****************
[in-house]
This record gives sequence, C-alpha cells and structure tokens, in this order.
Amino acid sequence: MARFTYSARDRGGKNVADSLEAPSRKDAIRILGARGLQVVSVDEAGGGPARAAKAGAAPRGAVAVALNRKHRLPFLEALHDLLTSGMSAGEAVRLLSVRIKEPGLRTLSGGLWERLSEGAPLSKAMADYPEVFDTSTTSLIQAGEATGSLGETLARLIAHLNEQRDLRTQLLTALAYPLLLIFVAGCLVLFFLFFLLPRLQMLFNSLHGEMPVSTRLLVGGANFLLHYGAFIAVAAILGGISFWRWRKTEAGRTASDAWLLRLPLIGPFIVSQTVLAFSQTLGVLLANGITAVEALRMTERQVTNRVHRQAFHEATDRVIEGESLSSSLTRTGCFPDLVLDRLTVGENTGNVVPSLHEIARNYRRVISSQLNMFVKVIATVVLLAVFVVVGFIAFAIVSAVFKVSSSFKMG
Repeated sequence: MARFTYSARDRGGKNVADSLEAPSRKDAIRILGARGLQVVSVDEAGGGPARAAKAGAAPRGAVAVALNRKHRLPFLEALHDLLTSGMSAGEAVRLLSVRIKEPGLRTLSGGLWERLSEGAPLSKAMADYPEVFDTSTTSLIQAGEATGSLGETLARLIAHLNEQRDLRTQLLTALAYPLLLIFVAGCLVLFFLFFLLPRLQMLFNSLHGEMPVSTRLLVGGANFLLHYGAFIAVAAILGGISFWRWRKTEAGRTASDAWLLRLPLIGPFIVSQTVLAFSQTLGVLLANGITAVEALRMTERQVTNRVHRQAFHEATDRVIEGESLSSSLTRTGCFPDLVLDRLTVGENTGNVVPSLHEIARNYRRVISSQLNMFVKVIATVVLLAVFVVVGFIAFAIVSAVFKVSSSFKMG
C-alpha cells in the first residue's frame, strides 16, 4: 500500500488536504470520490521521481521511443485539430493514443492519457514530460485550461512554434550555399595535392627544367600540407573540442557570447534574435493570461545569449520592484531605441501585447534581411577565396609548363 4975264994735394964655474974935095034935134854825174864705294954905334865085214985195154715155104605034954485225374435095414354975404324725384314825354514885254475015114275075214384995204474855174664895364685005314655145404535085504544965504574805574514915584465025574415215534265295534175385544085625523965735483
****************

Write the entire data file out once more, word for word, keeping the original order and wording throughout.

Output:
[in-house]
This record gives sequence, C-alpha cells and structure tokens, in this order.
Amino acid sequence: MARFTYSARDRGGKNVADSLEAPSRKDAIRILGARGLQVVSVDEAGGGPARAAKAGAAPRGAVAVALNRKHRLPFLEALHDLLTSGMSAGEAVRLLSVRIKEPGLRTLSGGLWERLSEGAPLSKAMADYPEVFDTSTTSLIQAGEATGSLGETLARLIAHLNEQRDLRTQLLTALAYPLLLIFVAGCLVLFFLFFLLPRLQMLFNSLHGEMPVSTRLLVGGANFLLHYGAFIAVAAILGGISFWRWRKTEAGRTASDAWLLRLPLIGPFIVSQTVLAFSQTLGVLLANGITAVEALRMTERQVTNRVHRQAFHEATDRVIEGESLSSSLTRTGCFPDLVLDRLTVGENTGNVVPSLHEIARNYRRVISSQLNMFVKVIATVVLLAVFVVVGFIAFAIVSAVFKVSSSFKMG
Repeated sequence: MARFTYSARDRGGKNVADSLEAPSRKDAIRILGARGLQVVSVDEAGGGPARAAKAGAAPRGAVAVALNRKHRLPFLEALHDLLTSGMSAGEAVRLLSVRIKEPGLRTLSGGLWERLSEGAPLSKAMADYPEVFDTSTTSLIQAGEATGSLGETLARLIAHLNEQRDLRTQLLTALAYPLLLIFVAGCLVLFFLFFLLPRLQMLFNSLHGEMPVSTRLLVGGANFLLHYGAFIAVAAILGGISFWRWRKTEAGRTASDAWLLRLPLIGPFIVSQTVLAFSQTLGVLLANGITAVEALRMTERQVTNRVHRQAFHEATDRVIEGESLSSSLTRTGCFPDLVLDRLTVGENTGNVVPSLHEIARNYRRVISSQLNMFVKVIATVVLLAVFVVVGFIAFAIVSAVFKVSSSFKMG
C-alpha cells in the first residue's frame, strides 16, 4: 500500500488536504470520490521521481521511443485539430493514443492519457514530460485550461512554434550555399595535392627544367600540407573540442557570447534574435493570461545569449520592484531605441501585447534581411577565396609548363 4975264994735394964655474974935095034935134854825174864705294954905334865085214985195154715155104605034954485225374435095414354975404324725384314825354514885254475015114275075214384995204474855174664895364685005314655145404535085504544965504574805574514915584465025574415215534265295534175385544085625523965735483